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CAQ Review

Musculoskeletal Injections

Rai, Karan MD; Sylvester, Jillian MD, CAQSM

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Current Sports Medicine Reports: June 2020 - Volume 19 - Issue 6 - p 191-193
doi: 10.1249/JSR.0000000000000715
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Musculoskeletal injections provide a valuable diagnostic and therapeutic tool for sports medicine physicians. They can be instrumental in improving pain control and function (1).

Principles of Injections: Physicians should understand relevant anatomy and indications for injections. Informed consent should be obtained prior to the procedure (2). Aseptic technique is used and, whenever possible, single-dose vials are utilized (1). Injections may be used to identify the source of pain, as well as relieve pain to allow for a more complete examination (1). Injections can involve aspiration to aid in diagnosis, allow for pain relief, and restore joint motion (1). It is important to discuss activity limitations, post-injection pain expectations, and anticipated treatment course following injection (2).

Contraindications: Absolute contraindications to injections include the following: overlying skin breakdown or infection, septic joints or bursae, known fracture, prosthetic joint, or allergy to injectate (1–3). Relative contraindications include the following: uncontrolled diabetes (corticosteroids), immunosuppression, anticoagulation or uncontrolled coagulopathy, and lack of response to previous similar injections (1–3).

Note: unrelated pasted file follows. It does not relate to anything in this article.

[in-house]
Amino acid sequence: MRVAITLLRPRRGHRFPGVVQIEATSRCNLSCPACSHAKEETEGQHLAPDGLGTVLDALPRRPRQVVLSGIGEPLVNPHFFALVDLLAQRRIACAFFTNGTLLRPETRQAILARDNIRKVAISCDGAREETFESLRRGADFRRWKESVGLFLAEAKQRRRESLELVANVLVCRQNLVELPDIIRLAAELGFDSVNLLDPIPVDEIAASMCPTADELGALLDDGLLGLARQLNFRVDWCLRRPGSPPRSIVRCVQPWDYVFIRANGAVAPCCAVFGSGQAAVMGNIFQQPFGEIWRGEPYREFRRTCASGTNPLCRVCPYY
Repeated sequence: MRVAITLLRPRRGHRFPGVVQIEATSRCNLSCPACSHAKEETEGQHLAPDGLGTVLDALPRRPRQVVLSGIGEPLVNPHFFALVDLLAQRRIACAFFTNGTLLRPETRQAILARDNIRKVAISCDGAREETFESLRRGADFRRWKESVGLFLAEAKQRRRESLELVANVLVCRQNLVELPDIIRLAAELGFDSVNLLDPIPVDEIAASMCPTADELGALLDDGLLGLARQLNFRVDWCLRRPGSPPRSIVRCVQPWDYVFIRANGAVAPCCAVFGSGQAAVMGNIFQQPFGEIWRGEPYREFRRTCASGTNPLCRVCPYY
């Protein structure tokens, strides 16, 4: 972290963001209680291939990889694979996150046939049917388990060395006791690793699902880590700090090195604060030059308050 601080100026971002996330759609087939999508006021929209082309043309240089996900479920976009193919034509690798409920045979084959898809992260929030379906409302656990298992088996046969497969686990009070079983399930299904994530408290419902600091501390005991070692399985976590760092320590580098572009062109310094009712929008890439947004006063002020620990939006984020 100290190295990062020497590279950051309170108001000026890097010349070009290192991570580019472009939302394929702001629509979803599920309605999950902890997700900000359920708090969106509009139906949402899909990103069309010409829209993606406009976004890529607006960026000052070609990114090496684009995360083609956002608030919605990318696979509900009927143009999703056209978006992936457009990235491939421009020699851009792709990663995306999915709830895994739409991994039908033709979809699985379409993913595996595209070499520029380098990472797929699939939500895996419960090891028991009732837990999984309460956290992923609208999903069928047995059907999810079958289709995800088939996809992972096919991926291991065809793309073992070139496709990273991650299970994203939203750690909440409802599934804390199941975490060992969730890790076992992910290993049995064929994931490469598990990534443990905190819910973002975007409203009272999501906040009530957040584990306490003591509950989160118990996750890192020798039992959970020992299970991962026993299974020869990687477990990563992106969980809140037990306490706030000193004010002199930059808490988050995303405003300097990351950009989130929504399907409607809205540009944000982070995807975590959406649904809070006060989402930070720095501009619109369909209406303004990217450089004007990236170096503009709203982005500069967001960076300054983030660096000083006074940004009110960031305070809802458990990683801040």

Landmark versus Ultrasound: Multiple studies have demonstrated ultrasound guidance to have superior accuracy and efficacy compared to landmark guidance (1–3). High-frequency, 15-MHz to 6-MHz linear probes are better for superficial structures, while low-frequency 5-MHz to 2-MHz curvilinear probes are better for deeper structures (1).

Injected Agents

Anesthetics: Anesthetic agents in injections aid diagnosis, improve pain, and increase injectate volume (2). Lidocaine is most commonly used; epinephrine should be avoided in joint injections (1). Dose-dependent chondrolysis has been noted with all anesthetics, the most chondrotoxic being bupivacaine (1,2).

Corticosteroids: Corticosteroids are potent immunosuppressive and anti-inflammatory medications. Available agents vary by solubility, concentration, and duration of action (1–3). The Table presents a nonexhaustive list of common corticosteroid injection sites and typical dosing.

Common Musculoskeletal Corticosteroid Injections Information compiled from O'Connor F et al. ACSM's Sports Medicine: A Comprehensive Review and McNabb's A Practical Guide to Joint and Soft Tissue Injections unless otherwise specified.